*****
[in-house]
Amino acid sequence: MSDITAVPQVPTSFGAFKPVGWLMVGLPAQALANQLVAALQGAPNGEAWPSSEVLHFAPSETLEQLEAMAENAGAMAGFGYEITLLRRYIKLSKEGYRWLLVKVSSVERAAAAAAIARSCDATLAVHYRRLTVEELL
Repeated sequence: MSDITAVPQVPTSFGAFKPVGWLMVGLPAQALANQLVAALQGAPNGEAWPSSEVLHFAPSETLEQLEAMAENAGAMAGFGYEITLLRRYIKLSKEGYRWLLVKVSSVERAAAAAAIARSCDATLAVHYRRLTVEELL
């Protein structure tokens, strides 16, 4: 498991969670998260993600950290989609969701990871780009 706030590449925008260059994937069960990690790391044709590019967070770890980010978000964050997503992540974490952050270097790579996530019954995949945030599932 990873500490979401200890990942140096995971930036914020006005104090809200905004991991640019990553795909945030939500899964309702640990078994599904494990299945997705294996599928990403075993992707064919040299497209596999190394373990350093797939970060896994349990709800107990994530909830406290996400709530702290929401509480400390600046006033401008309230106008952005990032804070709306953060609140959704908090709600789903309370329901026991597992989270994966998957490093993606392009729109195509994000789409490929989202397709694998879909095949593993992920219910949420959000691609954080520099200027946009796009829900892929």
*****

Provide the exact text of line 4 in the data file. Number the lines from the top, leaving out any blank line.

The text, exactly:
């Protein structure tokens, strides 16, 4: 498991969670998260993600950290989609969701990871780009 706030590449925008260059994937069960990690790391044709590019967070770890980010978000964050997503992540974490952050270097790579996530019954995949945030599932 990873500490979401200890990942140096995971930036914020006005104090809200905004991991640019990553795909945030939500899964309702640990078994599904494990299945997705294996599928990403075993992707064919040299497209596999190394373990350093797939970060896994349990709800107990994530909830406290996400709530702290929401509480400390600046006033401008309230106008952005990032804070709306953060609140959704908090709600789903309370329901026991597992989270994966998957490093993606392009729109195509994000789409490929989202397709694998879909095949593993992920219910949420959000691609954080520099200027946009796009829900892929």